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Behavioural Neurology
Volume 16, Issue 4, Pages 203-210
http://dx.doi.org/10.1155/2005/460745

Bi-Hemispheric Engagement in the Retrieval of Autobiographical Episodes

Marie M. P. Vandekerckhove,1 Hans J. Markowitsch,1 Markus Mertens,2 and Friedrich G. Woermann2

1University of Bielefeld, Physiological Psychology, P.O. Box 10 01 31, D-33501 Bielefeld, Germany
2Clinic for Epilepsy, Mara, Bielefeld-Bethel, Germany

Received 17 February 2006; Accepted 17 February 2006

Copyright © 2005 Hindawi Publishing Corporation and the authors. This is an open access article distributed under the Creative Commons Attribution License, which permits unrestricted use, distribution, and reproduction in any medium, provided the original work is properly cited.

Abstract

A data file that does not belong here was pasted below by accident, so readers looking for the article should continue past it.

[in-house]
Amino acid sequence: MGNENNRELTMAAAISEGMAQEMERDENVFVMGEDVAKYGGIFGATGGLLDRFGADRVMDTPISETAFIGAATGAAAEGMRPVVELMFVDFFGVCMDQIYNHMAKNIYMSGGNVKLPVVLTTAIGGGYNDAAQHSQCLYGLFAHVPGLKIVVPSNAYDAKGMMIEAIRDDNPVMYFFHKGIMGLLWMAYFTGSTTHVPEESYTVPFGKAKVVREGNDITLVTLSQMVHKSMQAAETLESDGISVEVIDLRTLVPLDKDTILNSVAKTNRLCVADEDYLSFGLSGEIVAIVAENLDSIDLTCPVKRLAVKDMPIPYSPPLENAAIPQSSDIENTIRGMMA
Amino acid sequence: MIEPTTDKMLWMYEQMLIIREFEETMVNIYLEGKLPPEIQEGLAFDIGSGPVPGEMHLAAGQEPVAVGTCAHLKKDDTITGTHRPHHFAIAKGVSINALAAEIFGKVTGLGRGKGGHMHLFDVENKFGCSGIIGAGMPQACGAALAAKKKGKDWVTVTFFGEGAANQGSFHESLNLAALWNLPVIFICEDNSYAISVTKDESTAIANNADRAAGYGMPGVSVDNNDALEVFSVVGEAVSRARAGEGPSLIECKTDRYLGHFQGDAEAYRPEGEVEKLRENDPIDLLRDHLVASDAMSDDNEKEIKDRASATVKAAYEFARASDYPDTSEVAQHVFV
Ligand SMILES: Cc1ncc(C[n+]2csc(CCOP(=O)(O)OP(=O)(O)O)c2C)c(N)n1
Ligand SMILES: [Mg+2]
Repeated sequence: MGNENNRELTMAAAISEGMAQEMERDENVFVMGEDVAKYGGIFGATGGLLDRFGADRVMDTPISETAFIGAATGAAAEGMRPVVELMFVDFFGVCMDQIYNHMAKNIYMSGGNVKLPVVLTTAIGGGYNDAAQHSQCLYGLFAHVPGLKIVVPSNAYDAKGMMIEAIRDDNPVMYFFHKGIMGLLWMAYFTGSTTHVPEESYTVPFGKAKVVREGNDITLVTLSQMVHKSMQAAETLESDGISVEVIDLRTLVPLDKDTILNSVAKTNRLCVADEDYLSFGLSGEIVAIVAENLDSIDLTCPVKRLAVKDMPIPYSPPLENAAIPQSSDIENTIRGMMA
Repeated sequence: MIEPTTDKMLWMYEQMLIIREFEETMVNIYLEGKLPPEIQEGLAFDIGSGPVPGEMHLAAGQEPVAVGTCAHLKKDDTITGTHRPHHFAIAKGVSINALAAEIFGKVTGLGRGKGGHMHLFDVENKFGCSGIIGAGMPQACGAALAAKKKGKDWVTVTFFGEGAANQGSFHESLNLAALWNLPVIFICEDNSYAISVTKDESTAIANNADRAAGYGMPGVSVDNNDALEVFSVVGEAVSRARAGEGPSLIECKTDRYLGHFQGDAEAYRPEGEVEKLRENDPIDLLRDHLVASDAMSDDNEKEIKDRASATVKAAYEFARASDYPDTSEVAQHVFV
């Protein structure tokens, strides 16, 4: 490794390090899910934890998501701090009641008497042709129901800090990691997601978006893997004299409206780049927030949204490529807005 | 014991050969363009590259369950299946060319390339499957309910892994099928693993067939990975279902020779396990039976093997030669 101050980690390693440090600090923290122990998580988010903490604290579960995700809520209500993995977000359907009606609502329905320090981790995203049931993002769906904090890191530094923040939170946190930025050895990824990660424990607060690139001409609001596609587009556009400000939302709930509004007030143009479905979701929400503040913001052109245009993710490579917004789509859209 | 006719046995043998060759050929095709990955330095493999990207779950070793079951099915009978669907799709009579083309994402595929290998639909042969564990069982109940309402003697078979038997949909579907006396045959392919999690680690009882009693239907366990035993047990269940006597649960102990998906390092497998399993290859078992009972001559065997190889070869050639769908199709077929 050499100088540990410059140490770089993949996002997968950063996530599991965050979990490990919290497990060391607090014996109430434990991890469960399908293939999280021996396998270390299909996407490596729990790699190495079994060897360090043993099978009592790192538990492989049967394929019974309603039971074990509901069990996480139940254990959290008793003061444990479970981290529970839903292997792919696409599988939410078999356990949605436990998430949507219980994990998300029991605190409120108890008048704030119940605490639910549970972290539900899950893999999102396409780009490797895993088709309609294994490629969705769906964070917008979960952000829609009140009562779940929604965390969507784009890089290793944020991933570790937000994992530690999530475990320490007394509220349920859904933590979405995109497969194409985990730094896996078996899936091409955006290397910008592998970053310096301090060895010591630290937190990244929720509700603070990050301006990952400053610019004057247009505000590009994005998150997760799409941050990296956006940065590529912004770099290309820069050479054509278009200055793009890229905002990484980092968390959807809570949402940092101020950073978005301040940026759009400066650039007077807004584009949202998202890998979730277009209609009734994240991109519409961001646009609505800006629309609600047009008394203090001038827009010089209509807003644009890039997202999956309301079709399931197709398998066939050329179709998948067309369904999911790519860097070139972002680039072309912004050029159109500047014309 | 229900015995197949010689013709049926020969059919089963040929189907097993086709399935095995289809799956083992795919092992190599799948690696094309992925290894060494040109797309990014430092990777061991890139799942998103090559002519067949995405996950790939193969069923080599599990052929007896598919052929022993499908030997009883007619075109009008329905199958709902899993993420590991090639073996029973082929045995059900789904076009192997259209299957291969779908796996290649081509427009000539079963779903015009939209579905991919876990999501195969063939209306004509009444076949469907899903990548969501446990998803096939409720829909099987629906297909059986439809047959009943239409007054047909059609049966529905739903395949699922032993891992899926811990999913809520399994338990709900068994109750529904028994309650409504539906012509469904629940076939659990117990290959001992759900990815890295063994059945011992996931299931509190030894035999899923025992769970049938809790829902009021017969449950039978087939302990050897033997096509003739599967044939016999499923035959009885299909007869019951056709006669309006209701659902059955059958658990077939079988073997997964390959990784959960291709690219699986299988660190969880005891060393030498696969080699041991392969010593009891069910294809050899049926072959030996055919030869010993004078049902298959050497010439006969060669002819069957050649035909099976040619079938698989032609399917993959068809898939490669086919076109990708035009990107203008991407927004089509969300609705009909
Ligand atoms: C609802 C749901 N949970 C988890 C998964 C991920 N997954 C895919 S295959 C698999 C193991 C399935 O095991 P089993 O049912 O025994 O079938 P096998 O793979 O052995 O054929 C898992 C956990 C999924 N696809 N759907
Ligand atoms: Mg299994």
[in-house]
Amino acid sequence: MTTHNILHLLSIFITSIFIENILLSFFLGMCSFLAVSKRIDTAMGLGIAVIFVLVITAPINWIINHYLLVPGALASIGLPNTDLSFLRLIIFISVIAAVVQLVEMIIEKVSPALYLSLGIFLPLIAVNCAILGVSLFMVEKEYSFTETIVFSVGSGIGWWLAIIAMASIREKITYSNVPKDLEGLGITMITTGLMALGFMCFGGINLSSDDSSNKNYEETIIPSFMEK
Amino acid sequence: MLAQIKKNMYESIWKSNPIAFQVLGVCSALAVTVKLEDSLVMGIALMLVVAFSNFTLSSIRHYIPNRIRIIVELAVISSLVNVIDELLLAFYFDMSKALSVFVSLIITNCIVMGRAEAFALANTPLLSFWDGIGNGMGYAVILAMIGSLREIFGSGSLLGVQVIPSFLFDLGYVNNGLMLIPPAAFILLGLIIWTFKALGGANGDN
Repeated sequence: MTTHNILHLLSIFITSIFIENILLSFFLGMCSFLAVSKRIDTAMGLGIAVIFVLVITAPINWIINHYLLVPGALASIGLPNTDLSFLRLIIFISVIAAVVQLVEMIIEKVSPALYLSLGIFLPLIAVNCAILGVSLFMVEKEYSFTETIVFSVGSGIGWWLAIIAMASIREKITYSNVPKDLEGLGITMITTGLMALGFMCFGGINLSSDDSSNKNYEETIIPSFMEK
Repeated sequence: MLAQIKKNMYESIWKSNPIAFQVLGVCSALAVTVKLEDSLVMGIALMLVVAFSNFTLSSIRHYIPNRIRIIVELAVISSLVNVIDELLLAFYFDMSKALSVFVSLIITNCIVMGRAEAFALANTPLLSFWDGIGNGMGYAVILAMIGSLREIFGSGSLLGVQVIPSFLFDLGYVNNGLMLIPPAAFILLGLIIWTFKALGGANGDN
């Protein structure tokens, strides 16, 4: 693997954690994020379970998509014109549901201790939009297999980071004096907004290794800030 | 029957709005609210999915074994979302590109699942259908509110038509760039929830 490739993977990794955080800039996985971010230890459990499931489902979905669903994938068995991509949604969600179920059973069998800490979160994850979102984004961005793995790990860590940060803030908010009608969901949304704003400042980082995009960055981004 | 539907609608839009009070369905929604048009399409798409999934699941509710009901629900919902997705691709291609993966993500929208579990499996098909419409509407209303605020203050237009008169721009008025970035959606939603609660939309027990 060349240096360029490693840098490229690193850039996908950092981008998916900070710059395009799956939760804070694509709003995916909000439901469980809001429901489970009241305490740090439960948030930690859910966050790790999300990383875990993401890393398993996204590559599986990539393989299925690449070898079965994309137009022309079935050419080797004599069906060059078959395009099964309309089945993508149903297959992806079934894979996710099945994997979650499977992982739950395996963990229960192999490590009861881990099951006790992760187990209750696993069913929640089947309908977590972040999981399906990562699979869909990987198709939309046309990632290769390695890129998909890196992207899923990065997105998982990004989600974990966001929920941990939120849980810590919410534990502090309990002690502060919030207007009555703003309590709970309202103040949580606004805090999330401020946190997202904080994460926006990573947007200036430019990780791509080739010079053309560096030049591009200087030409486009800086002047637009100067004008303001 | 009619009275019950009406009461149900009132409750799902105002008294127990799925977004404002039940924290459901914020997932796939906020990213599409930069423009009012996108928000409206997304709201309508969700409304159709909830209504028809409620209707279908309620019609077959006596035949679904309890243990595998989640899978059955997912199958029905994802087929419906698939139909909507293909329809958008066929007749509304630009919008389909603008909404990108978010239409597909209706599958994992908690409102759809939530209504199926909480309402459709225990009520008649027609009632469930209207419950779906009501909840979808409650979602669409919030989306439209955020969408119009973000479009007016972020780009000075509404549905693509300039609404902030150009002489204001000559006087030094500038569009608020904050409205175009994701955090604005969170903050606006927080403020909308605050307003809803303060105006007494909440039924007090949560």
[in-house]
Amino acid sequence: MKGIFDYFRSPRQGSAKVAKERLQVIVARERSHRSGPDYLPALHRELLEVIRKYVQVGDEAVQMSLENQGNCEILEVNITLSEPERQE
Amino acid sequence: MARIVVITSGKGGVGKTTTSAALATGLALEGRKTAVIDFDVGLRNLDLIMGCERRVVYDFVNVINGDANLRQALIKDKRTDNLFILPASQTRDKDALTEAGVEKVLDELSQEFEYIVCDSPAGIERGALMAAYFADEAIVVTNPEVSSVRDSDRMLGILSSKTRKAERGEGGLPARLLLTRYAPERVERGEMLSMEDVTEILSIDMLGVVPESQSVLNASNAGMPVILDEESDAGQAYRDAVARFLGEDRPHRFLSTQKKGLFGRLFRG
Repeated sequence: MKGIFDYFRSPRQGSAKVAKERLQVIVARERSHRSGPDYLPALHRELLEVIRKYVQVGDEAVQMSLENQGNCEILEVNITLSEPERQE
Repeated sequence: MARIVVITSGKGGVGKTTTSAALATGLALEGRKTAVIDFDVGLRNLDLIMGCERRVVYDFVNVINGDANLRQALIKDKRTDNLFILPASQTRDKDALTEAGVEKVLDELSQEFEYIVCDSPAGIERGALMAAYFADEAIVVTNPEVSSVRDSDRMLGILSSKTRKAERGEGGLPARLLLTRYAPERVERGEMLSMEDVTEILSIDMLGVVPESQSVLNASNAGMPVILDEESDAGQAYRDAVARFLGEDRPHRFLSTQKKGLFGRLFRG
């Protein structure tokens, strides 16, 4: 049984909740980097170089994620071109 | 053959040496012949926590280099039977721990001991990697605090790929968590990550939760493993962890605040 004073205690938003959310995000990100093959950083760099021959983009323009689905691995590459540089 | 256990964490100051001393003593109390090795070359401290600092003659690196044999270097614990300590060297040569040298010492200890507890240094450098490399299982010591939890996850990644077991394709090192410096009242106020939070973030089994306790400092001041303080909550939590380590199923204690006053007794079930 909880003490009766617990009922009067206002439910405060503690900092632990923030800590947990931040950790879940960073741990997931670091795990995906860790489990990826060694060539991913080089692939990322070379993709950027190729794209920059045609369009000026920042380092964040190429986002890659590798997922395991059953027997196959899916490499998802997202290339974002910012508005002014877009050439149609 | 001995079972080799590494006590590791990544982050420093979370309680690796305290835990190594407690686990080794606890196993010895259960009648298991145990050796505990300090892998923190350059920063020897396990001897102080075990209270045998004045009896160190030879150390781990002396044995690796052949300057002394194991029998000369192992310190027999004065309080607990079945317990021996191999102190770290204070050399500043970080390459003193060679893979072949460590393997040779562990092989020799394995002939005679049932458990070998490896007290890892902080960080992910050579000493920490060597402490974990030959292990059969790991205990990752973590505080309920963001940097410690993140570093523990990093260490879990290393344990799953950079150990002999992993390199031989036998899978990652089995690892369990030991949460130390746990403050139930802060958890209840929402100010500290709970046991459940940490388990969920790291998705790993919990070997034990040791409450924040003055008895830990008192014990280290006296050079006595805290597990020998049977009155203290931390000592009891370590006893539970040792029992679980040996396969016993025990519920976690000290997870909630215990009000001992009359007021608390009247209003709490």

Functional magnetic resonance imaging (fMRI) was used to study the neural correlates of neutral, stressful, negative and positive autobiographical memories. The brain activity produced by these different kinds of episodic memory did not differ significantly, but a common pattern of activation for different kinds of autobiographical memory was revealed that included (1) largely bilateral portions of the medial and superior temporal lobes, hippocampus and parahippocampus, (2) portions of the ventral, medial, superior and dorsolateral prefrontal cortex, (3) the anterior and posterior cingulate, including the retrosplenial, cortex, (4) the parietal cortex, and (5) portions of the cerebellum. The brain regions that were mainly activated constituted an interactive network of temporal and prefrontal areas associated with structures of the extended limbic system. The main bilateral activations with left-sided preponderance probably reflected reactivation of complex semantic and episodic self-related information representations that included previously experienced contexts. In conclusion, the earlier view of a strict left versus right prefrontal laterality in the retrieval of semantic as opposed to episodic autobiographical memory, may have to be modified by considering contextual variables such as task demands and subject variables. Consequently, autobiographical memory integration should be viewed as based on distributed bi-hemispheric neural networks supporting multi-modal, emotionally coloured components of personal episodes.